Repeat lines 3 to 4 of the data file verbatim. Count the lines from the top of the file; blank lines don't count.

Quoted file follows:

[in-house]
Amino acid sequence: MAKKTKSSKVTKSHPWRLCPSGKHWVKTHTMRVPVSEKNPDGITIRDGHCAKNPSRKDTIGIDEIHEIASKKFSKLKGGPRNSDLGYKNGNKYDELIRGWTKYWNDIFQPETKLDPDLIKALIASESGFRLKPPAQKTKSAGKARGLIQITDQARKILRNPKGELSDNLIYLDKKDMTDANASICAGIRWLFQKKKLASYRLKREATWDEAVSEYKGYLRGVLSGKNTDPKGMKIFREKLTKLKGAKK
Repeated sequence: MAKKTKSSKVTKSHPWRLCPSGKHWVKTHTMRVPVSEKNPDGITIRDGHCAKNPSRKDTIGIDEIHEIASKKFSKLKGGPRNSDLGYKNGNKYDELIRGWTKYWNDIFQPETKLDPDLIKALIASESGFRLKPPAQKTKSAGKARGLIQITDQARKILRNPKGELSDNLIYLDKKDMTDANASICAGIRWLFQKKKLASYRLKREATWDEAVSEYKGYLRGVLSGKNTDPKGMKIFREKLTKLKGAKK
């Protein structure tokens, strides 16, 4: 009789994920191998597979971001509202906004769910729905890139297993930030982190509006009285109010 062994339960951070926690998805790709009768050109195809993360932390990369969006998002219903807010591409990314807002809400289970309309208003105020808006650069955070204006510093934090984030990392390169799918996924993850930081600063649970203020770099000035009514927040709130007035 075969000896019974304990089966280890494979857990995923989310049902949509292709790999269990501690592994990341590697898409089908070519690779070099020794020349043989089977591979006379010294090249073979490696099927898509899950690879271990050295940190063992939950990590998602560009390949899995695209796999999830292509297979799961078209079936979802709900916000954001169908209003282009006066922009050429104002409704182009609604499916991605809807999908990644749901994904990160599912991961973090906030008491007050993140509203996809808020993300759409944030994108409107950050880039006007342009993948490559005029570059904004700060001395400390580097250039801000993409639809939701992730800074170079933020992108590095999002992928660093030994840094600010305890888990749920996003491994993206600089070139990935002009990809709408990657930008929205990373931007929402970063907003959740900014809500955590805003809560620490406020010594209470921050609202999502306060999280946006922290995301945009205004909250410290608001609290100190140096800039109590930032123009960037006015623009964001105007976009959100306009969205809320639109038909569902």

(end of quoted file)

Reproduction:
Repeated sequence: MAKKTKSSKVTKSHPWRLCPSGKHWVKTHTMRVPVSEKNPDGITIRDGHCAKNPSRKDTIGIDEIHEIASKKFSKLKGGPRNSDLGYKNGNKYDELIRGWTKYWNDIFQPETKLDPDLIKALIASESGFRLKPPAQKTKSAGKARGLIQITDQARKILRNPKGELSDNLIYLDKKDMTDANASICAGIRWLFQKKKLASYRLKREATWDEAVSEYKGYLRGVLSGKNTDPKGMKIFREKLTKLKGAKK
């Protein structure tokens, strides 16, 4: 009789994920191998597979971001509202906004769910729905890139297993930030982190509006009285109010 062994339960951070926690998805790709009768050109195809993360932390990369969006998002219903807010591409990314807002809400289970309309208003105020808006650069955070204006510093934090984030990392390169799918996924993850930081600063649970203020770099000035009514927040709130007035 075969000896019974304990089966280890494979857990995923989310049902949509292709790999269990501690592994990341590697898409089908070519690779070099020794020349043989089977591979006379010294090249073979490696099927898509899950690879271990050295940190063992939950990590998602560009390949899995695209796999999830292509297979799961078209079936979802709900916000954001169908209003282009006066922009050429104002409704182009609604499916991605809807999908990644749901994904990160599912991961973090906030008491007050993140509203996809808020993300759409944030994108409107950050880039006007342009993948490559005029570059904004700060001395400390580097250039801000993409639809939701992730800074170079933020992108590095999002992928660093030994840094600010305890888990749920996003491994993206600089070139990935002009990809709408990657930008929205990373931007929402970063907003959740900014809500955590805003809560620490406020010594209470921050609202999502306060999280946006922290995301945009205004909250410290608001609290100190140096800039109590930032123009960037006015623009964001105007976009959100306009969205809320639109038909569902």